President Barack Obama made it official and permanently repealed the sustainable growth rate formula by signing a bill passed by the Senate earlier in the week, the Associated Press reports.
Obama, who last month pledged support for the "doc fix" legislation, praised the bipartisan negotiations by Speaker of the House John Boehner (R-Ohio) and House Minority Leader Nancy Pelosi (D-Calif.) that led to the agreement. The legislation, he said, will help improve physicians' quality of care "because it starts encouraging payments based on quality, not the number of tests that are provided or the number of procedures that are applied but whether or not people actually start feeling better … it encourages us to continue to make the system better without denying service."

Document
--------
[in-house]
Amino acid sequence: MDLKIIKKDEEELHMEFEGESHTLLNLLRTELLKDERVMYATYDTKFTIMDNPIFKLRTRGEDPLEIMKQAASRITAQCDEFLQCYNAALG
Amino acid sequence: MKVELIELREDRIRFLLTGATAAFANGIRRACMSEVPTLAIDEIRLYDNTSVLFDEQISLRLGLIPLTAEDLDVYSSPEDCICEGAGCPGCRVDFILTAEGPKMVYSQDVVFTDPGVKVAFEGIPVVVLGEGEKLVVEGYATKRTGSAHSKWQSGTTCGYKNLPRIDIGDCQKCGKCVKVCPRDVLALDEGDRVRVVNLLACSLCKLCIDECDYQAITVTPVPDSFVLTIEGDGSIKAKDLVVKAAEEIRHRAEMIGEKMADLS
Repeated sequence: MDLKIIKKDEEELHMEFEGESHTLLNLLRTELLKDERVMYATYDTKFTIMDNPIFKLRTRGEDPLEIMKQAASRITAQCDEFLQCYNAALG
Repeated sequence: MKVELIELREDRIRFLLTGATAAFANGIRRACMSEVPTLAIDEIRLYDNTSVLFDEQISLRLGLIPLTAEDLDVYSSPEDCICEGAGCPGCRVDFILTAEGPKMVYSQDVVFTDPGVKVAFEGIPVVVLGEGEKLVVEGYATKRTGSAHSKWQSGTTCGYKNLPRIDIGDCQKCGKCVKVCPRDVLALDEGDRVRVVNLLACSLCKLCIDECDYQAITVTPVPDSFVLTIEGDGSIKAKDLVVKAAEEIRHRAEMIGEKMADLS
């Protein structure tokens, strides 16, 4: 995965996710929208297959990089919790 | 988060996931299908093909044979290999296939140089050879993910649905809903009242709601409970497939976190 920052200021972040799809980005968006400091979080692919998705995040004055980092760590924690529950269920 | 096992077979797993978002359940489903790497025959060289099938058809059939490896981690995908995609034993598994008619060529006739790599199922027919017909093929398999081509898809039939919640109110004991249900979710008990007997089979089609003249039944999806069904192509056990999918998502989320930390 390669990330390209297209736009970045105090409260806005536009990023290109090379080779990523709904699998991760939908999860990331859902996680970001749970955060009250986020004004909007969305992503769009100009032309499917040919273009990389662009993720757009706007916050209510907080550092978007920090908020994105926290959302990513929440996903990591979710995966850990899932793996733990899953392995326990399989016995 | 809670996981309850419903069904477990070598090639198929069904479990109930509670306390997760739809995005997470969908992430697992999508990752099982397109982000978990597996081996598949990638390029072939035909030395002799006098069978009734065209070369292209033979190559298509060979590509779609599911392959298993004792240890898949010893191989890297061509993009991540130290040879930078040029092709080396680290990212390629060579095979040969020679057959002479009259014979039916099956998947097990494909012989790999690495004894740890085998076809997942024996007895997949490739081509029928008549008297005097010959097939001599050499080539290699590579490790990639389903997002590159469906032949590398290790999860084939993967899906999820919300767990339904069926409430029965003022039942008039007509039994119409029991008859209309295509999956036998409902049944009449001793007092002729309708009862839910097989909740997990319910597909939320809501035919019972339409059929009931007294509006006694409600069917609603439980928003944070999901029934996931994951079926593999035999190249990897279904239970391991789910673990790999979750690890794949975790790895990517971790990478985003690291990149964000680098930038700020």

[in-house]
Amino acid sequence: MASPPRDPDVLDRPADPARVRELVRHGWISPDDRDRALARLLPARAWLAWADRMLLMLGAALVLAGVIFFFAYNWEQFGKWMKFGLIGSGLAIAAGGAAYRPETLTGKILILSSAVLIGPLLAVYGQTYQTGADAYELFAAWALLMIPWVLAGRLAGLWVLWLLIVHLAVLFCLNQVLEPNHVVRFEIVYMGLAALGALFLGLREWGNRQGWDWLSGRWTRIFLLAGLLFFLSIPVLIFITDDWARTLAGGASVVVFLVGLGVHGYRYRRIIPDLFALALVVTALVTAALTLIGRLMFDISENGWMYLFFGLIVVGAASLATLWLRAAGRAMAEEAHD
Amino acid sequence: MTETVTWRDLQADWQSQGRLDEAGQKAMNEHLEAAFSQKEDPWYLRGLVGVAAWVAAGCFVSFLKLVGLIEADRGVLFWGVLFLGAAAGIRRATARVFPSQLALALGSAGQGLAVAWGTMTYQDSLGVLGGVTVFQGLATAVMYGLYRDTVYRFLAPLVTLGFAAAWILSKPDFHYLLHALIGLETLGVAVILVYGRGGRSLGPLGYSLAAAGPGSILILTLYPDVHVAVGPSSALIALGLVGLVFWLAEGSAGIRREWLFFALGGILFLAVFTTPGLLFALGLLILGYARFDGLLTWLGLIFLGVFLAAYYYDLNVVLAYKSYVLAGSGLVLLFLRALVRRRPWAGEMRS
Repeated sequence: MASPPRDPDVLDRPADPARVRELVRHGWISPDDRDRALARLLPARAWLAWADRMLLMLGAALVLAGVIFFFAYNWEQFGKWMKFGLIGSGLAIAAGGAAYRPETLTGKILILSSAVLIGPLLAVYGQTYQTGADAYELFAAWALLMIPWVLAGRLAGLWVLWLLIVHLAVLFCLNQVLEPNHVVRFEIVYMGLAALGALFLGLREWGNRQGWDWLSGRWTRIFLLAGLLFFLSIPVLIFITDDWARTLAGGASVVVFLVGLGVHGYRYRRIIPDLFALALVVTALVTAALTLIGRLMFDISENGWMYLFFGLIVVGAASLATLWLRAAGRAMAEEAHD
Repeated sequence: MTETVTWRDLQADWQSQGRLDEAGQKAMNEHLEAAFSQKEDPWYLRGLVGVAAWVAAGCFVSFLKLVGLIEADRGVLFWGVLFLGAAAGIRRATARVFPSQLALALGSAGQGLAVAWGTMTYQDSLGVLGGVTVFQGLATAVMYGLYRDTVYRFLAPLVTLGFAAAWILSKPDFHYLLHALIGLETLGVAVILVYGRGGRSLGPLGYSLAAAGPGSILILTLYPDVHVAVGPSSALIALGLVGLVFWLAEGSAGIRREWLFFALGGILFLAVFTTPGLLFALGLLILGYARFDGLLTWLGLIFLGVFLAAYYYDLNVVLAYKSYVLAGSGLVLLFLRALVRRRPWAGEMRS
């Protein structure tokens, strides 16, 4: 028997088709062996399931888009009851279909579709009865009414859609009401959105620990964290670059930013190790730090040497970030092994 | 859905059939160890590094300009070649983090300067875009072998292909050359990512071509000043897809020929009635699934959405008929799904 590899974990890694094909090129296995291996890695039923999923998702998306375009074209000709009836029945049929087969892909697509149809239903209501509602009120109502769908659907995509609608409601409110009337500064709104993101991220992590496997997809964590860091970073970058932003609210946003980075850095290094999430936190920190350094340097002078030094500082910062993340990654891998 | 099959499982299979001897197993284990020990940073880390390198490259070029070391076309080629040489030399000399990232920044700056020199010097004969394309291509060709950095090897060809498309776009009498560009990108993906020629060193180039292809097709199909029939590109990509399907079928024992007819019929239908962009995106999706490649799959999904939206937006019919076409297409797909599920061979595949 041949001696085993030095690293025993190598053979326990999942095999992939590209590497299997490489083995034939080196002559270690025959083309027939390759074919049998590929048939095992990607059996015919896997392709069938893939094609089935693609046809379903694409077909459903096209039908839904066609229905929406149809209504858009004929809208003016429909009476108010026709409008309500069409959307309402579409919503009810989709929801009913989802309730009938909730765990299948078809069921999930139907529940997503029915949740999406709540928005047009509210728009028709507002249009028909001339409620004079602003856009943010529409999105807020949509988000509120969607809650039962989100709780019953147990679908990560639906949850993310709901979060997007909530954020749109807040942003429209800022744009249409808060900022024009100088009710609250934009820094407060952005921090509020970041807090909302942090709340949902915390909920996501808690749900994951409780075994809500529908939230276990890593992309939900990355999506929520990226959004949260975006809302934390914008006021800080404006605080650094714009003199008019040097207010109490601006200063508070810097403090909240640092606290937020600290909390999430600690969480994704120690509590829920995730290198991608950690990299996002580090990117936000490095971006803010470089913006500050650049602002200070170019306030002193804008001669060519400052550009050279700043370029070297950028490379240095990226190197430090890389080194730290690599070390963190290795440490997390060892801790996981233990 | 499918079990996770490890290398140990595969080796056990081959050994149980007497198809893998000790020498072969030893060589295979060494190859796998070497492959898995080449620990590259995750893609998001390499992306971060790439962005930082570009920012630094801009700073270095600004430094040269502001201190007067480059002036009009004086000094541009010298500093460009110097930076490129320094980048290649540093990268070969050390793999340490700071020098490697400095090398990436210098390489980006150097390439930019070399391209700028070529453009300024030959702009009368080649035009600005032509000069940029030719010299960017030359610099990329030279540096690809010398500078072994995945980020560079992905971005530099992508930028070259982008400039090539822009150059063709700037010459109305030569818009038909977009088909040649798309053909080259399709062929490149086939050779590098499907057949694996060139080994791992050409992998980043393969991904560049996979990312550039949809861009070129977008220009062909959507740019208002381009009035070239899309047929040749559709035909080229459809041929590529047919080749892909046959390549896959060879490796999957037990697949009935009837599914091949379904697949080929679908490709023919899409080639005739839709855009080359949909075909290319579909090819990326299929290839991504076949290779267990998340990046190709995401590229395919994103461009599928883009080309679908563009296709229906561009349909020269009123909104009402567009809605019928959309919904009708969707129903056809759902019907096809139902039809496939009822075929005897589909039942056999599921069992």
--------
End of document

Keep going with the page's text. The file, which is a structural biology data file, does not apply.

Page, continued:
Obama's signature averted a 21 percent cut in Medicare payments set to take effect this month. Although some providers may still be subject to reduced rates, the Centers for Medicare & Medicaid Services yesterday said it made payments at full rates ahead of Obama signing the bill, according to the AP. The agency will reprocess any lower-level claims to ensure providers receive full payment.
Fiscal conservatives have criticized the final bill, arguing too much of the $214 billion associated with the legislation is not paid for and will add to the federal deficit, and CMS this week argued its provisions don't go far enough.
The American Medical Association, however, dismissed these concerns, with AMA President Robert Wah, M.D., calling the CMS report "illogical, flawed and dangerous for patient access to quality healthcare," according to Medscape. And while Robert Wergin, M.D., president of the American Academy of Family Physicians, said the bill is not ideal, it serves a valuable purpose in stabilizing Medicare and physicians' revenue streams, which means doctors won't have to turn away Medicare patients while legislators and officials devise a longer-term solution.